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I have some doubts about construction and initialization order guarantees in C++. For instance, the following code has four classes X, Y, Z and W. The main function instantiates an object of class X, which contains an object of class Y, and derives from class Z, so both constructors will be called. Additionally, the const char* parameter passed to X's constructor will be implicitly converted to an object of class W, so W's constructor must also be called.

What are the guarantees the C++ standard gives on the order of the calls to the copy constructors? Or, equivalently, what this program is allowed to print?

#include <iostream>

class Z {
   public:
   Z() { std::cout << "Z" << std::endl; }
};

class Y {
   public:
   Y() { std::cout << "Y" << std::endl; }
};

class W {
   public:
   W(const char*) { std::cout << "W" << std::endl; }
};

class X : public Z {
   public:
   X(const W&) { std::cout << "X" << std::endl; }
   private:
   Y y;
};

int main(int, char*[]) {
   X x("x");
   return 0;
}

edit: Is this correct?

   W      |
 /   \    |
Z     Y   |
 \   /    |
   X      V
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1  
The order will be W,Z,Y,X but I'm not sure of the specific rules. – Charles Beattie Mar 25 '10 at 16:00
    
What is the relation between Y and W? – curiousguy Aug 26 '15 at 8:21
up vote 13 down vote accepted

In all classes construction order is guaranteed: base classes, as specified from left to right followed by member variables in the order declared in the class definition. A class's constructor body is executed once all of its bases' and members' constructions have completed.

In your example X is derived from Z and contains Y so the Z base object is constructed first, then the Y member y, then the construction of the X completes with the execution of X's constructor body.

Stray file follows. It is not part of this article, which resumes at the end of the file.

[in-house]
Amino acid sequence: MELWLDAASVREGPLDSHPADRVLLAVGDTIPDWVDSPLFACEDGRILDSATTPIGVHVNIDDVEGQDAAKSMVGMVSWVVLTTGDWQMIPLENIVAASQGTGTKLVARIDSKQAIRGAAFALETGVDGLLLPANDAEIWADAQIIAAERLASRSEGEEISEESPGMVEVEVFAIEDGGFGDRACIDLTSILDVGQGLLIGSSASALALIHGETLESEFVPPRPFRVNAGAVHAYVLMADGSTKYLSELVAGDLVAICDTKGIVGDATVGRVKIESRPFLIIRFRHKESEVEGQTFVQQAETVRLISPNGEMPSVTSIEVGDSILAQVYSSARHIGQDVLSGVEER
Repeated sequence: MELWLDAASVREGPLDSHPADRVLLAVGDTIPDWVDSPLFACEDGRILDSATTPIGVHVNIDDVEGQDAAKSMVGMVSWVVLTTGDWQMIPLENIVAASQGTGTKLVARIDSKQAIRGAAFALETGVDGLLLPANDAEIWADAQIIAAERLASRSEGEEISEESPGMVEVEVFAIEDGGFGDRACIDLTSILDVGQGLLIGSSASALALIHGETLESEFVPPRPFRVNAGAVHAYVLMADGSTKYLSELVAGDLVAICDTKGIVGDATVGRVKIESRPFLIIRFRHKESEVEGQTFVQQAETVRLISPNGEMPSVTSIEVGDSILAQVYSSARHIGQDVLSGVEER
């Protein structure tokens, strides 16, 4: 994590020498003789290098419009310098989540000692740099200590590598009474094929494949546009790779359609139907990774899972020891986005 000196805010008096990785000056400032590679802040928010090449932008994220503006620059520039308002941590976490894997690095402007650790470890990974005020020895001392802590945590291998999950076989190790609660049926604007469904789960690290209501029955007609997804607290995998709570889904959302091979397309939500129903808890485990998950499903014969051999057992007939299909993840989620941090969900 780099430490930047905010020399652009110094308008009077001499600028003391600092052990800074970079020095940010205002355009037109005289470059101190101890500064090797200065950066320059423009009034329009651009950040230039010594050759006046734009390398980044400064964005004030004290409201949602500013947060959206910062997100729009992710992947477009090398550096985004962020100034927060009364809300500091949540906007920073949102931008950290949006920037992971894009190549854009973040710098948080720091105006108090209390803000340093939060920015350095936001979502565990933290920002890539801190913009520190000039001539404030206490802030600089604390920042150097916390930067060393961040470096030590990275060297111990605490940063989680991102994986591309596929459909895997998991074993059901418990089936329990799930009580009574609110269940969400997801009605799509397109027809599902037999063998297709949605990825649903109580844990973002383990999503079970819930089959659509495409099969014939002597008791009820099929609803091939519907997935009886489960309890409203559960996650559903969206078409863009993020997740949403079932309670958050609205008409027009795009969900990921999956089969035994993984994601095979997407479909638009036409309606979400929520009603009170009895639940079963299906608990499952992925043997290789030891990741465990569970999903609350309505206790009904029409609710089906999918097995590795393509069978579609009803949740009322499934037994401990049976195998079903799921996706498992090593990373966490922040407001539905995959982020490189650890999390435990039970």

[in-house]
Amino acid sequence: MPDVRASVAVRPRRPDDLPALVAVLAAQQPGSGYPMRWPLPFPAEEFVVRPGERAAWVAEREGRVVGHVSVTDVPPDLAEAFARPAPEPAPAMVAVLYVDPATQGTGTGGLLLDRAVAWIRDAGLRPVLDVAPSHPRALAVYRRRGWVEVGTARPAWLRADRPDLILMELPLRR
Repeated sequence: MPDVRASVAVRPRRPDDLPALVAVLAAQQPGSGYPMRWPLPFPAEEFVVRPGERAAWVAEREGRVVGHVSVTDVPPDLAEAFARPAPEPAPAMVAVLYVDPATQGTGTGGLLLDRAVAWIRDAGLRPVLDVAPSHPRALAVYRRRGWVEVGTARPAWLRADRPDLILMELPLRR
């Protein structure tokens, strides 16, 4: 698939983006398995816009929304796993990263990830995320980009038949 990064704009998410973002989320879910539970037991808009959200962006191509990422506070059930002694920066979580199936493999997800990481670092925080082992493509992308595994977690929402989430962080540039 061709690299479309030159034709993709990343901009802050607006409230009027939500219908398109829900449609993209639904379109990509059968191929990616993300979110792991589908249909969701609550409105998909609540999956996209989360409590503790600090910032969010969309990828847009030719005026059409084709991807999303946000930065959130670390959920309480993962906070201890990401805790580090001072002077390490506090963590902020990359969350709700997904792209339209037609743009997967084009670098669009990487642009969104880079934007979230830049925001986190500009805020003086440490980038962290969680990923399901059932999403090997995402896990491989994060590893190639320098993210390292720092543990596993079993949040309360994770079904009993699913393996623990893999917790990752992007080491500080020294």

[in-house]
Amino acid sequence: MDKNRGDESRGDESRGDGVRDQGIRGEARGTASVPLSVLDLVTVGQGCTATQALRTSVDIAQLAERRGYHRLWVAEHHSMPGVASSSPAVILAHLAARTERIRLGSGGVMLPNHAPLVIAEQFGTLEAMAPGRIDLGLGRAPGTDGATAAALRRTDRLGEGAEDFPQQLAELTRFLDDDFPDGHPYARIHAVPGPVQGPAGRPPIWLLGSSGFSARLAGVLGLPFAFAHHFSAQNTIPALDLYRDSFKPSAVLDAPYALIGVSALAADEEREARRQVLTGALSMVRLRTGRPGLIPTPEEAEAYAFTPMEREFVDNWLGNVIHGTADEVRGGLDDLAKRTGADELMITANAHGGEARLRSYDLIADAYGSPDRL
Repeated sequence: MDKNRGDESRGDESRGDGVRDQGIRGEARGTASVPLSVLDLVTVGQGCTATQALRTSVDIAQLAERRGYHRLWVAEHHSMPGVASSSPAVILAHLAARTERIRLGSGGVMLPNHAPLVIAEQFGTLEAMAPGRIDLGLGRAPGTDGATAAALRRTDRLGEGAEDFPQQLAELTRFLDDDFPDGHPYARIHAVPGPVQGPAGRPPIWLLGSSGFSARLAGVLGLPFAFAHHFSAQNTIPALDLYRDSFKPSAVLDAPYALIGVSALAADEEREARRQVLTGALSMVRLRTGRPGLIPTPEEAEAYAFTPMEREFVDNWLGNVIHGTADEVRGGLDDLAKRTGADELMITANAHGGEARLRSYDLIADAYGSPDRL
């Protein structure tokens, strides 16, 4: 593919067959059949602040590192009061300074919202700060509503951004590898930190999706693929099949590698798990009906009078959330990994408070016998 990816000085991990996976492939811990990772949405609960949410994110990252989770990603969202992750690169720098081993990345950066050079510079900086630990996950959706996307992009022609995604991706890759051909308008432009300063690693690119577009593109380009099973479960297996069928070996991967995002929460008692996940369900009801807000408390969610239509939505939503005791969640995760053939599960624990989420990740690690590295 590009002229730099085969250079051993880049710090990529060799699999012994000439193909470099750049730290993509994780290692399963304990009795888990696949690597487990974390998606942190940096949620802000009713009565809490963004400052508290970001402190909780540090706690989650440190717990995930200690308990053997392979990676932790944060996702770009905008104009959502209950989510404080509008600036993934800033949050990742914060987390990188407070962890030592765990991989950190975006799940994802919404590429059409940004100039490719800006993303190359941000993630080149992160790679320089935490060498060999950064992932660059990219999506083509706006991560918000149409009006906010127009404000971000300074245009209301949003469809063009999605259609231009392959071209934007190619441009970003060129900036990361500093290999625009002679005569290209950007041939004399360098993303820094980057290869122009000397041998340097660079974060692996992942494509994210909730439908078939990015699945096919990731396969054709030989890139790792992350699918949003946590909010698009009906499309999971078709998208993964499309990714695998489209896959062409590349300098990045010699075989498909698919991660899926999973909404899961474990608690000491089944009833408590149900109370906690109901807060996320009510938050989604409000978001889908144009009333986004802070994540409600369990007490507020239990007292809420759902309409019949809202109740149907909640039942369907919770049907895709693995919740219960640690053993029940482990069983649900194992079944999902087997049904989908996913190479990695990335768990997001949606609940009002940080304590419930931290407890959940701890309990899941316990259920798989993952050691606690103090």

The temporary W is needed to pass to the constructor of X, so it is constructed before the construction of the x begins and will be destroyed once the initialization of x completes.

So the program must print:

W
Z
Y
X
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1) First of all, it is needed to calculate the arguments.

2) Then base classes are constructed.

3) Then members are constructed in the order of appearance in the declaration of the class.

4) Then Constructor of X is called

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just to add ... base classes are also constructed in left to right order which they appear while inheritance – Yogesh Arora Mar 25 '10 at 17:17
    
@Yogesh, of course, thanks – Alexey Malistov Mar 25 '10 at 17:49
  1. The W object will be constructed before the constructor to X is called.
  2. Z, as a base class of X, will be initialized before the members of X.
  3. Y will be initalized during member initialization
  4. X's constructor will run.
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To expand on Charles Bailey's answer, the rules change when your base classes are inherited virtually. I always forget what the order is, the IBM site says that virtual bases are initialized first but I've just never run into a case where it's actually more than trivia.

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To summarize these are the rules:

  1. Arguments, taken from Right to Left
    a. Right Most
    b. 2nd from Right
  2. Base class
  3. Virtual base
  4. Base classes from Left to Right
  5. Members in Order of Declaration in class
  6. Constructor of called class
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